Midwest City extends mask mandate

By Jeff Harrison
Midwest City Beacon

Face coverings will still be required in public in Midwest City.

The city council last week extended an existing public mask mandate until Oct. 27. The order requires face coverings to be worn in places that are open to the public when it is not possible to maintain 6 feet of social distancing.

Midwest City issued the mask mandate on July 27. It was scheduled to run through Sept. 22 when it could be reconsidered by the city council.

The council unanimously agreed to continue the mask order until Oct. 27 due to infection levels in Midwest City and the metro area and recommendations from health officials. The mandate will also automatically expire if the test positivity rates in Oklahoma County are 5% or less for two consecutive weeks.

Councilman Pat Byrne discusses the city’s mask mandate during a Sept. 22 city council meeting. (Photo by Jeff Harrison)

Phil Maytubby, chief operating officer for Oklahoma City-County Health Department, gave a brief presentation on COVID-19 levels in the metro. He said the state continues to see elevated levels of the virus, especially at schools, colleges, and correctional facilities. The cases have also spiked following holidays and are impacting younger people in the 18-35 age group.

“At first almost all of the deaths were long-term care related and now they are not because we have more virus circulating in the population and people are becoming inadvertently exposed,” he said. “A lot of people are asymptomatic.”

The Oklahoma City metro has seen fewer cases than Tulsa which Maytubby said is due to mask mandates in the suburban areas.

“Our average daily in the state is over 1,000 so we need everything we can get to try and slow this down,” Maytubby said.

Maytubby said the health department is seeking to reduce the spread of the virus and will use the positivity rate as an indicator of progress. Oklahoma had an average positivity rate of 8.6% as of Sept. 22, which was above the national average of 4.6%. Maytubby said they are aiming to lower the positivity rate below 5% and a weekly cases rate of 10 per 100,000 people.

“If you’re at 5% positivity, your case loads will be down, your hospitalizations are going to be manageable and everything will be where it’s supposed to be,” Maytubby said.

The positivity rate is the percentage of tests that have a positive result for COVID-19 per 100,000 residents.

Councilmember Pat Byrne agreed with extending the mask mandate based on the information received from local health professionals. He said they must protect vulnerable populations, workers at businesses and school children. Councilman Sean Reed echoed Byrne’s comments by emphasizing how masks instill confidence for people when shopping and visiting local businesses.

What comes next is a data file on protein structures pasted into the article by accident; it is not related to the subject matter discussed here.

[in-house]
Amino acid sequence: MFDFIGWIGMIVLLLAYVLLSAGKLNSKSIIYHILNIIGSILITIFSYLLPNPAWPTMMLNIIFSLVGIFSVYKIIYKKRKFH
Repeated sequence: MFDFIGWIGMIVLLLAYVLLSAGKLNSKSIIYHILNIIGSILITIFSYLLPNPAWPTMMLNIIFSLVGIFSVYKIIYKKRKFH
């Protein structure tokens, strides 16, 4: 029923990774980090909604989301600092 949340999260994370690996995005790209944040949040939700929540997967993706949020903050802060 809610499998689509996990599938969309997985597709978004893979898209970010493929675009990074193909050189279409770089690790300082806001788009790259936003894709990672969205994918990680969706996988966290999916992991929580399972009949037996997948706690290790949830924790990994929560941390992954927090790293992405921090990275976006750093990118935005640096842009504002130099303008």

“I think one of the reasons we’re so above the numbers (sales taxes) is outside of Midwest City and some others is no one is wearing masks,” Reed said.

Citizens spoke both for and against the mask mandate during the meeting. Lori Williams, a resident, said she does not agree with the mask mandate. She said cloth masks are not effective in stopping the spread of the virus and questioned the constitutionality of the mandates.

“When you try to force to make a person wear a piece of material on their face and say to do it for the greater good you’re violating their individual rights as a sovereign being,” she said. “When you force a mask mandate, you’re saying there is one solution to fix this problem and that solution will be forced upon everyone as a whole.”

Jana Berger, a resident, urged the council to continue the mask mandate. She said she would like to see the cases decrease and believes health experts recommendations.

“We have flu season approaching and we learned about asymptomatic spread and we don’t always know that we’re passing it to each other and I believe masks, social distancing and hand washing are the best tools we have,” she said.

Following the public comments, Mayor Matt Dukes said he planned to vote against the mask mandate because of a lack of an “end game.” He said state statutes do allow the government to take measures during a health crisis to protect the public and believes the city council has taken appropriate steps.

“As a leader in this community, I feel like we need to move forward,” he said.

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